It's ideal for use along the border, McDuffee said. The ScanEagle platform can be used for tactical surveillance and can survey between 50 and 100 miles up and down the border at low altitudes.

McDuffee said the Department of Defense is its core customer because FAA airspace restrictions limit use of the Scan Eagle by commercial and public-safety entities, as such entities would need to acquire FAA approval for special use under a special certificate of operations. However, he hopes the state of Texas will be the first public-safety deployment and pitched ScanEagle to Lt. Gov. David Dewhurst last month. He believes the UAV could be used along the border as a force multiplier and be deployed along isolated corridors where manpower isn't available at all.

The result, McDuffee said, would be greater security at less cost. The system's cost is on based on a sliding scale and is tailored to specific missions. However, a basic system consisting of ground-support equipment, aircraft and spare parts can run in the low six-figure range — roughly one-thirteenth of the cost of a Predator, he said.

The ability to fly at lower altitudes gives the company a competitive advantage when it comes to FAA approval, McDuffee said.

"If the FAA opens airspace to unmanned aircraft, they are going to do it in an incremental basis — starting small and moving to the larger platforms," he said. "These systems will be the ones given access to the airspace first, over and above the larger platforms, particularly for the low-altitude, long-endurance surveillance."

McDuffee said that he believes the FAA will be forced to share airspace with UAVs for border-control work and other public-safety applications.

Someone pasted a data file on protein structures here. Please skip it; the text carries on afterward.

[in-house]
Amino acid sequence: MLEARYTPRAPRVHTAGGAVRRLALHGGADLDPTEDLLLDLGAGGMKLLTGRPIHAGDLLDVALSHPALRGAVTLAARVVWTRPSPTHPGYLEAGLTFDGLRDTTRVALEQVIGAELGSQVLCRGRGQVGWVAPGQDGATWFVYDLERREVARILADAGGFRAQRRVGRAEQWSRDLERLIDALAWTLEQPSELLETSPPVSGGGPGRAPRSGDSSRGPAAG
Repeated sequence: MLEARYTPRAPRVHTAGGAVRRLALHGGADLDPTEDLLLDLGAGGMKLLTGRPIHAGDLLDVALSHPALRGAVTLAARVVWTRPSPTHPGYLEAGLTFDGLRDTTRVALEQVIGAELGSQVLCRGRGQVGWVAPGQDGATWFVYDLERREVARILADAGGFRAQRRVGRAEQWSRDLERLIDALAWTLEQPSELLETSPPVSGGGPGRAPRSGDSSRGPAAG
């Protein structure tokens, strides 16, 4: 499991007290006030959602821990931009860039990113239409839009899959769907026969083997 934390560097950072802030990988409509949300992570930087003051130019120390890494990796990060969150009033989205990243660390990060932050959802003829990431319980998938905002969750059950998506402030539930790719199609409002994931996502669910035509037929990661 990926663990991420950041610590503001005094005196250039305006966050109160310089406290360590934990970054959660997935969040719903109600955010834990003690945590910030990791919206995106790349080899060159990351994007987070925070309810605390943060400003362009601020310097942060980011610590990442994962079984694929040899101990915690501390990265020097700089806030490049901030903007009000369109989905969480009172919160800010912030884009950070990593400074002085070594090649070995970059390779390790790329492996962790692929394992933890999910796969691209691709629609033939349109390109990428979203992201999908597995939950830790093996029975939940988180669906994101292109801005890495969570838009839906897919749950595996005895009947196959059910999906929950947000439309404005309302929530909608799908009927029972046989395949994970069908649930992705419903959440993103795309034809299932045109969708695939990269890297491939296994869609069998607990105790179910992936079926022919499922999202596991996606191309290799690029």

"We are reasonably confident that a new day is dawning and there will be more liberal opportunities to deploy these systems," he said.

The next generation

Insitu offers the Integrator, a small UAV that captures high-resolution imagery both day and night. Its small operational footprint is the same as ScanEagle, and it uses similar GPS-enabled retrieval and launch systems, which enable runway-independence. However, it has additional capacity to accommodate a mix of larger payloads for longer periods.

  • Flexible, modular design
  • Expanded payload capacity enables multiple missions
  • Small operation footprint at sea or ashore
  • Array of payloads: high-quality electro-optical, infrared, radar, communications relay and customer-specified

Texas-sized plans

The Texas Homeland Security Strategic Plan 2010-2015 communicates the high-level goals, strategic objectives and priority actions for advancing the state's homeland security strategy. Section 1.2.1 states as follows:

Expand and enhance the state's integrated, multi-agency counter-crime and counterterrorism investigative capabilities that address:

  • Suspicious activities.
  • Known or suspected terrorist organizations, cells, actors, and other related threats.
  • Groups and networks providing direct material support to terrorists.
  • Criminal enterprises indirectly supporting or enabling terrorists.
  • Criminal enterprises engaged in drug trafficking, human trafficking and smuggling, weapon smuggling, extortion, homicide, money laundering, prostitution, and other index crimes.